Yes, I’ve done it. This image was shot with the Nikon AF-S VR 70-300mm 4.5-5.6G IF-ED. Wow, what a name 🙂
It’s not more than a test image, simply a boy on rollerskates, speeding past me on the sidewalk. This was only minutes after I’d bought the lens and, to be honest, I have not used it for anything really useful since. I intend to make a point though.
The general tenor about the 70-300 is, that it is quite a good, slightly overpriced lens, not overly sharp on the long end, and certainly not wide open, so let’s see if this verdict is justified.
This particular image was shot at 300mm and f5.6, i.e. wide open. I simply pointed at the boy and pressed the shutter. Later, in Photoshop, I’ve cropped from the sides to a square.
If you click on the thumbnail to the right, you get a 600×600 pixel 100% crop of the image. It’s a crop of the JPEG that I saved in Photoshop last night, thus there is some sharpening, but please believe me, it is about the same amount that the camera had applied, it’s only that I have thrown away the original JPEG. Now, what do we see? There are stitches of the seam, there are single hairs, there is some texture in the shirt, well, for me this looks pretty sharp. Pretty damn sharp, I’d like to say. Add the fact that the lens focuses very fast, and you can imagine that I am happy as a puppy.
Remember yesterday’s confusion? Why did I resort to this lens? More than one reason: First of all, it was the cheapest candidate. Quite a good reason if you ask me. Second: it was by far the lightest. The two Sigmas (120-400 and 150-500) weigh 1.750 kg and 1.910 kg, that’s more than double the Nikon. The Nikon AF VR 80-400mm 4.5-5.6D ED, another stabilized alternative with seemingly good optics, slow autofocus and a notoriously unusable tripod collar, is only 60% heavier than the 70-300, but it costs triple. The “Weapon of Choice”, the Nikon 200-400, is obscenely expensive and with its 3.250 kg is unusable for street photography.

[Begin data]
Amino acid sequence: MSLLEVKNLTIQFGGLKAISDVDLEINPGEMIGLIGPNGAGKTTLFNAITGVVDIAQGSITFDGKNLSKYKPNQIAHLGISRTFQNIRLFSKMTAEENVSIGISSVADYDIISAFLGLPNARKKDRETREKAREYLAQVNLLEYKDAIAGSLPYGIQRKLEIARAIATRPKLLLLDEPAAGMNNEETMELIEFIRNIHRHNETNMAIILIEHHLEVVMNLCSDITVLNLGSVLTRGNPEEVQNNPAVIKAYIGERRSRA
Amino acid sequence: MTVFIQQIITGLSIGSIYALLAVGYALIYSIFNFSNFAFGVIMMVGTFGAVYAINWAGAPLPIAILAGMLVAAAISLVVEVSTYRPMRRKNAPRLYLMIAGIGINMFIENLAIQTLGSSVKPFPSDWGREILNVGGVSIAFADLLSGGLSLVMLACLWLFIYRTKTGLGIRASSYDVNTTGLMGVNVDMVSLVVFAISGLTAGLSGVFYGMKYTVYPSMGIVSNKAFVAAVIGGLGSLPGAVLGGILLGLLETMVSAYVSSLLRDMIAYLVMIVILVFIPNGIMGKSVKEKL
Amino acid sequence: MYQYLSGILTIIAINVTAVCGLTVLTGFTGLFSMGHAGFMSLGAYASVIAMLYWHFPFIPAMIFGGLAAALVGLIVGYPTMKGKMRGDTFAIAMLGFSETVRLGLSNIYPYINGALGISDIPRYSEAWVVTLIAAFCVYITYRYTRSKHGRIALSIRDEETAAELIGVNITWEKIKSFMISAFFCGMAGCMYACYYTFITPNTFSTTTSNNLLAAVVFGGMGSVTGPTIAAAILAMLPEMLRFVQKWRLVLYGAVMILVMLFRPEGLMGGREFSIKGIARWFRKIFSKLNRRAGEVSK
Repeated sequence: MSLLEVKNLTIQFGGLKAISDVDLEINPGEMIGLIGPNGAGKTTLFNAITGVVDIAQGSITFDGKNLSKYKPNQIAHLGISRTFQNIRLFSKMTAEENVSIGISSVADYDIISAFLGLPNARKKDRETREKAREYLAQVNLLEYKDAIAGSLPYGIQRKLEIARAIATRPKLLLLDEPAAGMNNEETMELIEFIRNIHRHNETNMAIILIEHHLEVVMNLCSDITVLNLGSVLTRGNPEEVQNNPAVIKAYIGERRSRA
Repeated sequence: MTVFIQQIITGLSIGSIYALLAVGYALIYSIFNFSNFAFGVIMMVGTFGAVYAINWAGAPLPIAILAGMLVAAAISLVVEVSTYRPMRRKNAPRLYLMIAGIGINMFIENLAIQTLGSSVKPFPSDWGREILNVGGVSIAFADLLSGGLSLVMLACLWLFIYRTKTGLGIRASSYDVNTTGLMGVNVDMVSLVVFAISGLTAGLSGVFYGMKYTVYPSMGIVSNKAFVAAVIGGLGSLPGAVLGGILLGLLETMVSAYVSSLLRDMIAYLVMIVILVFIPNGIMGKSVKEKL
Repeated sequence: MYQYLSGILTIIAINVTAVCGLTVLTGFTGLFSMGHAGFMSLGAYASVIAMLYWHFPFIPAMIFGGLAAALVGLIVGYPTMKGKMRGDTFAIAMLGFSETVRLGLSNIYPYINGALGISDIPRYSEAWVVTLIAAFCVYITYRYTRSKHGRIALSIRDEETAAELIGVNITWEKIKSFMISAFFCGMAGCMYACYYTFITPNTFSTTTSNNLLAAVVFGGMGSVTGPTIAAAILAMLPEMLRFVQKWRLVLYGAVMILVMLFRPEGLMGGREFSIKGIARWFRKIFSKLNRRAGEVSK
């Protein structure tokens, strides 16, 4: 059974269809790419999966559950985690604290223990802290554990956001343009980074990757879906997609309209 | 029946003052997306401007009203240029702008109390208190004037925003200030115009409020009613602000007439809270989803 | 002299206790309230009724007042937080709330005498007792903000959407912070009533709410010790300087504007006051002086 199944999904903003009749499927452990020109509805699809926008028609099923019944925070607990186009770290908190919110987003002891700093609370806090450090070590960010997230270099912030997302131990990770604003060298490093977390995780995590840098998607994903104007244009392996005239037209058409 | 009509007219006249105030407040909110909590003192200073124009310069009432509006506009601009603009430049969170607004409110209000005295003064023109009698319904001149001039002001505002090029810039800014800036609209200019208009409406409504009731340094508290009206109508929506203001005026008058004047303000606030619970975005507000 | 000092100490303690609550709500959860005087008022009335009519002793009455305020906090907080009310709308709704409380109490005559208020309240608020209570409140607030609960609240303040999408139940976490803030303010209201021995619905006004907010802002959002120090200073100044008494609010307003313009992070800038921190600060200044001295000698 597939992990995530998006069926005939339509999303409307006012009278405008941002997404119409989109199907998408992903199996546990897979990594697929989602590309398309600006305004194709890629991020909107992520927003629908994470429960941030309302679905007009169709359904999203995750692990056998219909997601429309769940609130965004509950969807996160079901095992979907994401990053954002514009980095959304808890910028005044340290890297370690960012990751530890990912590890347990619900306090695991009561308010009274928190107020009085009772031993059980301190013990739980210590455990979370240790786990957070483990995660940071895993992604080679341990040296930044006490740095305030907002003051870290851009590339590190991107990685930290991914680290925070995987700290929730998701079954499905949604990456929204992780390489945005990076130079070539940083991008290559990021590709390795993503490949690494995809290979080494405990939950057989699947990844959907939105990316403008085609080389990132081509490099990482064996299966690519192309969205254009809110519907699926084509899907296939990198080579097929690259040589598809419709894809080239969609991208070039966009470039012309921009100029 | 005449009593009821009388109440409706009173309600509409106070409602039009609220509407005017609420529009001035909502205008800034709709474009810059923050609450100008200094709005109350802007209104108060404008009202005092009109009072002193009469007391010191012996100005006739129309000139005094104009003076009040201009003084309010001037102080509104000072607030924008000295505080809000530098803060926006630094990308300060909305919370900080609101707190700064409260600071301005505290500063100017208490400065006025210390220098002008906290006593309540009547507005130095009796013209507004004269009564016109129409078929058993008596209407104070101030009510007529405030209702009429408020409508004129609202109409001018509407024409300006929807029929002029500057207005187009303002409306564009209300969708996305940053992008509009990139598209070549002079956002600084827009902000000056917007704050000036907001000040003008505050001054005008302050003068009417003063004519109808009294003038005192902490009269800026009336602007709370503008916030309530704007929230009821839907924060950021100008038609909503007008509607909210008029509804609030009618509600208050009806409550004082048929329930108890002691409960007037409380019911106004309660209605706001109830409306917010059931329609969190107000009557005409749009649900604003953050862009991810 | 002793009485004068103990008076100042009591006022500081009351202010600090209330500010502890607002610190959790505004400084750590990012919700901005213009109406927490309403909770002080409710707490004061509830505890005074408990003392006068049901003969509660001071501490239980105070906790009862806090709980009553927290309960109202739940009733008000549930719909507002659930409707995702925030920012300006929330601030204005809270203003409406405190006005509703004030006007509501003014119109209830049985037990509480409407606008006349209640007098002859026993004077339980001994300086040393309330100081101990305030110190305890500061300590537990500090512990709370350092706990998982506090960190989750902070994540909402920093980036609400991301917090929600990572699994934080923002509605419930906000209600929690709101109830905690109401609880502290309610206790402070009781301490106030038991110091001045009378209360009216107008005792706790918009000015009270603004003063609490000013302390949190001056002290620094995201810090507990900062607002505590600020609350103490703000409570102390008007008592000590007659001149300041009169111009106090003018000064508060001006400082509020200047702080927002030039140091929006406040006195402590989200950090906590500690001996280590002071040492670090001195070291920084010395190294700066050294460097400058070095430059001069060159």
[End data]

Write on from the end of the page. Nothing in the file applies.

Here you have it. Given my constraints, the Nikon was definitely the best choice, and it performs a good deal better than I had expected, in fact it is quite impeccable. Due to nine rounded blades, even the bokeh is pretty attractive.
Another thing you may notice is, that this image is square. I rarely do square images. The butterfly two weeks ago was, and there may be some square images at times, but they are exceptions. Well, recently I’ve seen lots of squares on two blogs: Ted Byrne’s recent works are mostly square, and the other master of the square is Mark Hobson, aka “The Landscapist“. I have asked both for their reasons to shoot square images and for their method of composing for the square while using a rectangular viewfinder.
Let me make it clear: I like the results of both, in fact both have produced some masterpieces. Just look at “Dixie #10” or “Framing“, and when you check out Mark, don’t forget his new “Shore Light” site! It is only that I really enjoy the process of composing through the viewfinder. I wouldn’t mind a square viewfinder and then I would compose squares, but as it is, I rather use the given format than accepting an intermediate step.
Ted answered my question in a comment to “Street People ’08e“, and when I interpret it right, it is mostly a mix of nostalgia and a sense of rebellion against the dictate of a certain German engineer 🙂 Ted discovers his squares after the fact, while working in Photoshop.
Mark dedicated his “ku # 531 ~ it’s hip to be square” to answering my question, and for him it is a preference for the tighter composition and for the way that the square leads the eye. Mark explicitly composes for the square and says that it is only a matter of practice.
Here we are. This image was less than a snapshot and had no recognizable composition at all. Cropping to a square may have salvaged it at least a bit.
Expect more and better squares from me in the future. The two guys got me hooked 🙂